Received Date: July 25, 2014; Accepted Date: October 16, 2014; Published Date: October 18, 2014
Citation: Xavier-Júnior JCC, Paschoalini RB, Rosa RAG, Ferreira VC, Marques MEA, et al. (2014) Cytological Result of In Situ Ductal Carcinoma in Nipple Discharge: A Rare Diagnosis . J Cytol Histol 5:284.doi: 10.4172/2157-7099.1000284
Copyright: 2014 Xavier-Júnior JCC, et al. This is an open-access article distributed under the terms of the Creative Commons Attribution License, which permits unrestricted use, distribution, and reproduction in any medium, provided the original author and source are credited.
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Background: More than half of women present nipple discharge during reproductive age.
Case: This case is about a 36 years old woman with unilateral spontaneous hyaline nipple discharge associated with breast pain. The study of scintimammography was compatible with multifocal proliferative lesion in situ. It was performed cytological smear of nipple discharge. It was paucicellular smear represented by cluster of ductal cells in three-dimensional design with hyperchromatic nuclei in the presence of myoepithelial cells. Red cells and signs of necrosis were not observed. The diagnosis of in situ ductal carcinoma was confirmed in biopsy and mastectomy specimen through the expression of calponin in myoepithelial cells at immunohistochemistry. It is known that the cytological examination of nipple discharge has low sensitivity and specificity. However, it is an easy and inexpensive procedure. Suspicious or positive results, may be important for guidance workup of patients in order to perform earlier diagnosis of malignancy.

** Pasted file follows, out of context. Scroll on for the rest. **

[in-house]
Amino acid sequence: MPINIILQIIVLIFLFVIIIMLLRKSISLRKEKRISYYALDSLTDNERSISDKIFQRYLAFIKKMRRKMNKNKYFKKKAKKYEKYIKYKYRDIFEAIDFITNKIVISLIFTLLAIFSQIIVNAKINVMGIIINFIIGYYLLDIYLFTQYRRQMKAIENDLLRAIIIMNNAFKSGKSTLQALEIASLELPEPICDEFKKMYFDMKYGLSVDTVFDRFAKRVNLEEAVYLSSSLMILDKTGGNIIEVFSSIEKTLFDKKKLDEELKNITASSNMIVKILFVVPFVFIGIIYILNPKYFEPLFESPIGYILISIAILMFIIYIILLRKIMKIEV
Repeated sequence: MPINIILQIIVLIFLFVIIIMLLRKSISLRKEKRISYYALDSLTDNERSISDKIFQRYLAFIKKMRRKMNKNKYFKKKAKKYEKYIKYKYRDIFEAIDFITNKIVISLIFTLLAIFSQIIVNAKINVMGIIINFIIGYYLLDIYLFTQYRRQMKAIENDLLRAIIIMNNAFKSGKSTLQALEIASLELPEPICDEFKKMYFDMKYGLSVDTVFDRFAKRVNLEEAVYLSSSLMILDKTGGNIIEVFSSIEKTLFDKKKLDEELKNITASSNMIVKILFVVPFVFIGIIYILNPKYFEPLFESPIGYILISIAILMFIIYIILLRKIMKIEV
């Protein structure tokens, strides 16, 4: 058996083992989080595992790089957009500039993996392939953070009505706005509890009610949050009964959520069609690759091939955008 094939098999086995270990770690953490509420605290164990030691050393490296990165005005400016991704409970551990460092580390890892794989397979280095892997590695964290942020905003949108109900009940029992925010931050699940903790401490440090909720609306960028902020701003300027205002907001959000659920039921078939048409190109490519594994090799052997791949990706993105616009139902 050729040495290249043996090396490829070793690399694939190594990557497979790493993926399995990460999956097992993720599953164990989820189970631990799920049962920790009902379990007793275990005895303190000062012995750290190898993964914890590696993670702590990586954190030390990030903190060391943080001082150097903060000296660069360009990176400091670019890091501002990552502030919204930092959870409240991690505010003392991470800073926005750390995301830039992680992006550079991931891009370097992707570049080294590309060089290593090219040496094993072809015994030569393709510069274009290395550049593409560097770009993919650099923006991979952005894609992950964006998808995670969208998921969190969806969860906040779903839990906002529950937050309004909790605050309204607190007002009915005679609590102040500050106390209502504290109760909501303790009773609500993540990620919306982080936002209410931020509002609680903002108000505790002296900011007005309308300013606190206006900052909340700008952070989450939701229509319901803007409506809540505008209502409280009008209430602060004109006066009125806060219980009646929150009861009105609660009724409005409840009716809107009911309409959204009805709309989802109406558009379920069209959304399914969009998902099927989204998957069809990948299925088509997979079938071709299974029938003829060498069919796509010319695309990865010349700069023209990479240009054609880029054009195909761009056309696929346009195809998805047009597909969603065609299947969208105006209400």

Conclusion: this case demonstrates that in situ ductal carcinoma can be characterized by positive nipple discharge, and cytology sample is an important tool for the diagnosis of suspicion of malignancy and further diagnostic investigation.
Breast cytology; Breast pathology; Cytology; Cytomorphology
More than half of women present nipple discharge during reproductive age, one of the most common complaints of mastology offices [1-4]. Cytological analysis of nipple discharge does not allow differentiation between papilloma and papillary carcinoma. However, other carcinomas may be present as cohesive clusters of ductal cells with cytological features of malignancy , including the ones that can mimic papillary architecture, as in that present case. This is in situ ductal carcinoma with histological evidence presented as a positive nipple discharge characterized by paucicelular smear arranged in cohesive groups with hyperchromatic and overlapping nuclei delineating papillae. It could illustrate how important the cytological analyses of nipple discharge might be in patients following-up through the malignant diagnosis.
Female, 36 years old, with unilateral spontaneous hyaline nipple discharge associated with breast pain. Gynecological history of menarche at 13 years, primiparity at 19 years, two pregnancies with two years of lactation each one. Physical examination showed that breasts are medium and symmetrical, without retraction or bulging. The right breast showed medial thickening in medial quadrants sizing approximately 2 cm, with hyaline secretion when pressing. Left mamma was unchanged. Armpits and clavicle fosse were free.
The study of scintimammography was performed in order to evaluate the tumor aggressiveness, location and the probability of response to chemotherapy. It showed diffuse and heterogeneous concentration of radiopharmaceutical with multiple focal areas in the right breast revealing that it was a condition compatible with multifocal in situ proliferative lesion . In the left breast it was noted homogeneous distribution of the radiopharmaceutical. No anomalous concentration of the radiopharmaceutical was detected in projection of armpits (Figure 1).